Tuesday, August 21, 2018

MPEG or it Didn't Happen


Writing at The Hill, Jim Bovard notes:

The FBI rarely records interviews and instead relies on written summaries (known as Form 302s) which "are widely held up in court as credible evidence of conversations," the New York Times noted last year. Though defense attorneys routinely debunk the accuracy and credibility of 302s, prosecutors continue touting FBI interview summaries as the voice of God.

This is not about FBI agents testifying to something they saw or heard in sudden and unpredicted situations ("I was exiting the bar when I saw two men in ski masks and carrying shotguns enter the store across the street").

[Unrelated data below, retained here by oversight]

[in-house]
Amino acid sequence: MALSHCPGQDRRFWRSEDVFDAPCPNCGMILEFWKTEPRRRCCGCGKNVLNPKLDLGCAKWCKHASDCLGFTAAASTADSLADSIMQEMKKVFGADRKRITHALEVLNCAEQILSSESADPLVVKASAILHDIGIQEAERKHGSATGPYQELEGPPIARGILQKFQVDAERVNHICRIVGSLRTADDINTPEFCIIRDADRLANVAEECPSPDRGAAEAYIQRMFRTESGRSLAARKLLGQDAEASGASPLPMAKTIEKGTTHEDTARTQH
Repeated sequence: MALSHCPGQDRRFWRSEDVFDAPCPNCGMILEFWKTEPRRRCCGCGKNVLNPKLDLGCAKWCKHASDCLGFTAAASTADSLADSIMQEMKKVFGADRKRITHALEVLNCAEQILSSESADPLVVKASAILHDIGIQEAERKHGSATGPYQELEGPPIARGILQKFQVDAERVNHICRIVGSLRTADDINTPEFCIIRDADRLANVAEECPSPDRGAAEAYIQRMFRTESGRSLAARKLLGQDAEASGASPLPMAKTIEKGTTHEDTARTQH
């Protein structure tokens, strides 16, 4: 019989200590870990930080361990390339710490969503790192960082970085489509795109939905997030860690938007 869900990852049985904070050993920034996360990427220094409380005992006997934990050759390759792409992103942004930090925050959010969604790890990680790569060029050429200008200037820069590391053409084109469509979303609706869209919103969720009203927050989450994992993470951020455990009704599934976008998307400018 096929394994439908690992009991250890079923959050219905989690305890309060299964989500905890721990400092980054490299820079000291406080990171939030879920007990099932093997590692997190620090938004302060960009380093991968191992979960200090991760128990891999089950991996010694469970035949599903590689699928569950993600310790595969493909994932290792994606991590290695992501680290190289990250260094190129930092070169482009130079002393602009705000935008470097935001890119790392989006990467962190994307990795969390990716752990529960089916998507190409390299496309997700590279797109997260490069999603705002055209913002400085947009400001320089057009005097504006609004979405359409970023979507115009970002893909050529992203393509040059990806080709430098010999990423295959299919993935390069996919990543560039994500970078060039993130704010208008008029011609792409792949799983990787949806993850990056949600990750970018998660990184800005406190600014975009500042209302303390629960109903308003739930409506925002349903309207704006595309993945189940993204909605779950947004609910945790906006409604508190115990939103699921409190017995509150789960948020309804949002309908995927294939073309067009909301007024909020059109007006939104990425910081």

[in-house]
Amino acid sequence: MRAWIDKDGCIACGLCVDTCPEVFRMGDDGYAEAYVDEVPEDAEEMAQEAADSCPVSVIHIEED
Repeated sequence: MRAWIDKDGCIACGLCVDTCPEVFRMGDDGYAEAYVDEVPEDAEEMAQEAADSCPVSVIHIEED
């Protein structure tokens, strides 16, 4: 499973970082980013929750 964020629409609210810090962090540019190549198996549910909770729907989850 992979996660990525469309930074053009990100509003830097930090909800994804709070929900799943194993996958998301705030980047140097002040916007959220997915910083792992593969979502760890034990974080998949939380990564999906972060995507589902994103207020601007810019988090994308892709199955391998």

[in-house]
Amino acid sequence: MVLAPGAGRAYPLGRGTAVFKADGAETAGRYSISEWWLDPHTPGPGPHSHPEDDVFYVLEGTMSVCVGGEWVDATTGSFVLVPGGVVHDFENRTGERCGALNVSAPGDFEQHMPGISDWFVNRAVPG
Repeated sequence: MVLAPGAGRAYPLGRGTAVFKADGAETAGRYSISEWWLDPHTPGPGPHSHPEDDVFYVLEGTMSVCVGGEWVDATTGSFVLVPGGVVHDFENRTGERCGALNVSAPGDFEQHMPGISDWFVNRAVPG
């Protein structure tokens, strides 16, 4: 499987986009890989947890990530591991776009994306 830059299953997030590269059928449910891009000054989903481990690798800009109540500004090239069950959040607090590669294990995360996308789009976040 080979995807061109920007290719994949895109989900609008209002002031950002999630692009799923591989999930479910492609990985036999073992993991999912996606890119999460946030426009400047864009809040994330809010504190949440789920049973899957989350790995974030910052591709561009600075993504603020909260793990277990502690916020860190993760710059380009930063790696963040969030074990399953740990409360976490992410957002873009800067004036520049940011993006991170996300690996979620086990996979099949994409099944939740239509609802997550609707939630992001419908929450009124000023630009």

This is about FBI agents testifying on the content of pre-planned, formal interviews which can and should be recorded on audio or video, but which they instead take necessarily subjective, even if not intentionally dishonest, written notes on.

When a law enforcement agent intentionally avoids making an objective and complete record of an interview, there's a reason -- and his subjective and incomplete notes on that interview, or his testimony from memory, should be held inadmissible as evidence. It's like being able to take fingerprints at a crime scene, but instead just testifying that a handprint looked to be about the same size as the suspect's and expecting that to be treated as credible evidence.

"Testilying" is a thing. It's always going to be a problem. The courts shouldn't actively facilitate the practice by allowing bullshit like this.

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